Let’s cut it out with this Jordan myth
Beware of the story that might be shared today when Michael Jordan is inducted into the Basketball Hall of Fame: the one that involves him getting cut as a sophomore from his high school varsity basketball team.
It is inconveniently false, Ruby Sutton, physical education teacher at Laney High in Wilmington, N.C., told the Charlotte Observer.
“Back then, [most] 10th-graders played JV; that’s just the way it was,” Sutton said. “Nobody ever ‘cut’ Michael Jordan.”
Laney High Athletic Director Fred Lynch, who was then an assistant basketball coach, told the Observer that the team did make an exception that year, though, permitting one sophomore to play on the varsity.
“Leroy [Smith] was not a better basketball player than Mike, he just had size,” Lynch said. “We didn’t have a lot of tall kids, and Leroy was 6-6, 6-7 . . . and [head coach] Pop Herring thought we had plenty of guards but needed size.
“The Hollywood version is that Mike got cut, came back the next year, and was great. That’s not true. He played on the JV team, was our best JV player, and played on the varsity his final two years and scored more than 1,400 points [including a triple-double average his senior season: 29.2 points, 11.6 rebounds and 10.1 assists]. It was never a situation where Mike was ever a bad player.”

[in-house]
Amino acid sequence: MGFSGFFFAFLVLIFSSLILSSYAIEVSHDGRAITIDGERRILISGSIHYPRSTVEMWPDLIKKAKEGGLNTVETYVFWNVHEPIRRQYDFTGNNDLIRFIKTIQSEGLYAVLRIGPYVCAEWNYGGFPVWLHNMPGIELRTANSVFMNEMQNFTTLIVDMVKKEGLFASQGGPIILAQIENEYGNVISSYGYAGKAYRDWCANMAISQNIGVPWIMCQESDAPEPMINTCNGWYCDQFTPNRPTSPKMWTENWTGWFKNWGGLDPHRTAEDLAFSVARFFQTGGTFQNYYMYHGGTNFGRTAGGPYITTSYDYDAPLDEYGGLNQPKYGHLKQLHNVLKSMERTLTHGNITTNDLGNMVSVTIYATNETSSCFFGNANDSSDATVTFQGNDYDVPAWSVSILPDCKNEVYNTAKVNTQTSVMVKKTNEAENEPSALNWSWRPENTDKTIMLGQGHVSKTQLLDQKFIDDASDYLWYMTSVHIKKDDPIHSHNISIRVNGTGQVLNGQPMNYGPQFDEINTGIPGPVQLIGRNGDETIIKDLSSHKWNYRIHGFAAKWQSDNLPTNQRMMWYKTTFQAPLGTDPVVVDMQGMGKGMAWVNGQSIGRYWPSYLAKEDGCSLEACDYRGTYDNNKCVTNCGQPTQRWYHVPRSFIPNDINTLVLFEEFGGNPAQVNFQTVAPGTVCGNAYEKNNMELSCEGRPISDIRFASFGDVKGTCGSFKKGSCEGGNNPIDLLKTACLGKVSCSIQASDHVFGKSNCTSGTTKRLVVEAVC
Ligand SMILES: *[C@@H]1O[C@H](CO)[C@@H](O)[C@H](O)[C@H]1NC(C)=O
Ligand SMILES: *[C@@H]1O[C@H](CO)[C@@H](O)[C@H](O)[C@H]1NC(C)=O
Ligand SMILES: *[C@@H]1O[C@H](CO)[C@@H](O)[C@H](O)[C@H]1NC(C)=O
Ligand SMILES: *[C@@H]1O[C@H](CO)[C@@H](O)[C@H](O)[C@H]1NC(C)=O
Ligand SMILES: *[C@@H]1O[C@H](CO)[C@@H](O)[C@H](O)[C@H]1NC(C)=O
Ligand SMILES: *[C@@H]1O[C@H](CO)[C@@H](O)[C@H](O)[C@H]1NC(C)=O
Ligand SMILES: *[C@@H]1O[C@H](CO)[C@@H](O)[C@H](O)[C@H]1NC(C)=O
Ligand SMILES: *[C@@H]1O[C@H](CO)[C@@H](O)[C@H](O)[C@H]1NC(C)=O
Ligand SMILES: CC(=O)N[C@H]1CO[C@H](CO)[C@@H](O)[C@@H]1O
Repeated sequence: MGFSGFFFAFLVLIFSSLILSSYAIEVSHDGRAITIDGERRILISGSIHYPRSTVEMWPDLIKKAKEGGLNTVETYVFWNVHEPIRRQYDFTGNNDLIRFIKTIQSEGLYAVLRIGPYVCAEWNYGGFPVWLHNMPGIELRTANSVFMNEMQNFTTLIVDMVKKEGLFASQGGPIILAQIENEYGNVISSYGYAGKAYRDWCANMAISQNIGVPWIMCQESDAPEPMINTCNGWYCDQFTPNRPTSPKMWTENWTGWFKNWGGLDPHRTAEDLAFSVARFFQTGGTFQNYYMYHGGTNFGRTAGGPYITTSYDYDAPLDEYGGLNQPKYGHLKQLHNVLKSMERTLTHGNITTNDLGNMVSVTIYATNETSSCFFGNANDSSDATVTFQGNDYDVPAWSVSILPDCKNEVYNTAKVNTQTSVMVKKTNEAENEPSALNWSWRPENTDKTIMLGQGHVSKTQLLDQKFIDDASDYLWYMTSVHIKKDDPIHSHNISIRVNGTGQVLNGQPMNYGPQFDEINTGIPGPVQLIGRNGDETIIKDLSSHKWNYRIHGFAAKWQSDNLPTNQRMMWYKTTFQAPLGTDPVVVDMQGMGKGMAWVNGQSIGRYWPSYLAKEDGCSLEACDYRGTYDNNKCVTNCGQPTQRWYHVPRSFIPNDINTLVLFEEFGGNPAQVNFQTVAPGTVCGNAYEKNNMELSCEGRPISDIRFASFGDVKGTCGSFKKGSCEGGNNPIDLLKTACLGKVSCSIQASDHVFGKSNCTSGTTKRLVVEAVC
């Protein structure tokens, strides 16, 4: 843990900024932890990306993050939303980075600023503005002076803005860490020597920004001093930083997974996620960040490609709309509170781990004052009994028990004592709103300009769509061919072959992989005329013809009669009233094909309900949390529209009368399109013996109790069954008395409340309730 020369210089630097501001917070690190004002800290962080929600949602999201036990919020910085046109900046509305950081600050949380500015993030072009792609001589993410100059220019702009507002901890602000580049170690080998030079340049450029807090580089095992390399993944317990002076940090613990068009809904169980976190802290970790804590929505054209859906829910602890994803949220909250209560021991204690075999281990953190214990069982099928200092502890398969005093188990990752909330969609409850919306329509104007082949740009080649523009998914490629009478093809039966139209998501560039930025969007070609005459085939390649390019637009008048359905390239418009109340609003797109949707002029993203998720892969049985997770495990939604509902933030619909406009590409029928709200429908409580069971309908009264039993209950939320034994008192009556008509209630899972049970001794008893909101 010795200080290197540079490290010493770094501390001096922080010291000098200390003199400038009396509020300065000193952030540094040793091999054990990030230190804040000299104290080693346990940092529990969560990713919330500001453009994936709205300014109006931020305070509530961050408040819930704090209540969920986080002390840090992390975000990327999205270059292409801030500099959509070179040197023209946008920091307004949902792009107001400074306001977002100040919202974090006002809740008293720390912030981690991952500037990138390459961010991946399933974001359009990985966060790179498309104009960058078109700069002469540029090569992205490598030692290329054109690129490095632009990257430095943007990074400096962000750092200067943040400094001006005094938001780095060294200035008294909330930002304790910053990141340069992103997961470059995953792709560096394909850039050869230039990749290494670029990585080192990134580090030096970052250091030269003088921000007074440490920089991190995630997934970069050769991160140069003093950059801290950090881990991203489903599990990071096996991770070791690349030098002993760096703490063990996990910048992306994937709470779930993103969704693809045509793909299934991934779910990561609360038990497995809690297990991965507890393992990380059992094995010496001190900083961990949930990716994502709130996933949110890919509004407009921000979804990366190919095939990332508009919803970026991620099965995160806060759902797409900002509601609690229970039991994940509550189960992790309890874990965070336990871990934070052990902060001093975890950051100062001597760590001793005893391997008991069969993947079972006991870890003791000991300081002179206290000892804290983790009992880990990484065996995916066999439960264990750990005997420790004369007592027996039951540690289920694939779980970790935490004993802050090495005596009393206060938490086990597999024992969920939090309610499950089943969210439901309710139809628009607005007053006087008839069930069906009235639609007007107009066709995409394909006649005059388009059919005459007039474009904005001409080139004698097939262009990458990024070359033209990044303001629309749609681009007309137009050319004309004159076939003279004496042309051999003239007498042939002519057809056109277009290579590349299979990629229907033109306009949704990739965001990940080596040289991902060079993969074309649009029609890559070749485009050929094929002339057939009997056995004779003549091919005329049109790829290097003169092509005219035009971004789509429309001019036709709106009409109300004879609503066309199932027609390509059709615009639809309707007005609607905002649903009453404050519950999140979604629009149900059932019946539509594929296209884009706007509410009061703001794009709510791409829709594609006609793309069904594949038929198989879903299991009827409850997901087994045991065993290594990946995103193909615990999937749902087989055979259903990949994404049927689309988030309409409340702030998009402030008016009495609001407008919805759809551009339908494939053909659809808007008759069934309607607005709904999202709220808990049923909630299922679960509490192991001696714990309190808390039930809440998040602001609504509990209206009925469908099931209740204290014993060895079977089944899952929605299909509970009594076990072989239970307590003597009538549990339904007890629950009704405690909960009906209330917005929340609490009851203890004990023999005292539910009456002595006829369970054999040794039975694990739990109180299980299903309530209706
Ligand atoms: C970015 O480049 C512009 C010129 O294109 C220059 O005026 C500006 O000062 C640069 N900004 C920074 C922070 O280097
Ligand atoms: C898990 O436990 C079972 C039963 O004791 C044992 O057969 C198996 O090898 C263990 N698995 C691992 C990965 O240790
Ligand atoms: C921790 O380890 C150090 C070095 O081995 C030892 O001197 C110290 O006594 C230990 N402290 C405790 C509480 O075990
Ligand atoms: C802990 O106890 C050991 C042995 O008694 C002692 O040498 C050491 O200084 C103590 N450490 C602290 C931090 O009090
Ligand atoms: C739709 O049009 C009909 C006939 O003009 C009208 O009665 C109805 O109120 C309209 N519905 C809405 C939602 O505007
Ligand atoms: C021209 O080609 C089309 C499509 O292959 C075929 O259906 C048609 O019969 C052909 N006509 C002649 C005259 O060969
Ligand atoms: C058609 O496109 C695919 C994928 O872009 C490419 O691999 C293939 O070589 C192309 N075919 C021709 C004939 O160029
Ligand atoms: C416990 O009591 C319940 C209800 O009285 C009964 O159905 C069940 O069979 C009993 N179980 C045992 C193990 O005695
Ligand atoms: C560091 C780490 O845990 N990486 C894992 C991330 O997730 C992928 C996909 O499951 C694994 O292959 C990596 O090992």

It is unlikely that version will be told during the induction.
What three things do Dodgers right fielder Andre Ethier, former MLB center fielder Rick Monday and former MLB catcher Paul Lo Duca have in common?
With surveillance cameras in tow, it didn’t take long for Baltimore police to find the four men believed to have stolen Cal Ripken Jr.'s statue that stood in front of Camden Yards.
Police spokesman Anthony Guglielmi told the Baltimore Sun there was another clue that made the case easy to crack after investigators located the suspects’ truck.
“They saw the No. 8 and knew that was the property.”
Easy does it
In a round-table discussion with NFL quarterbacks Ben Roethlisberger, Aaron Rodgers, Carson Palmer, Matt Ryan and Tony Romo, Sports Illustrated’s Peter King asked each of them what an ideal job would be.
“I’m going to go with [Lakers forward] Luke Walton’s job,” Ryan said. “Play eight minutes a game, win an NBA ring. He’s got it going on.”
All three have played for the Dodgers, wore No. 16 with the Dodgers and played college baseball at Arizona State.
(Question and answer provided by reader Mark Cortes of Northridge.)
After shortstop Derek Jeter tied Lou Gehrig’s Yankees hit record (2,721), Jeter’s high school coach, Don Zomer, told the New York Daily News about a conversation he had with Jeter 17 years ago when he struggled in the Yankees’ minor league system.
Said Zomer: “I remember him saying, ‘The Yankees wasted a lot of their money.’ ”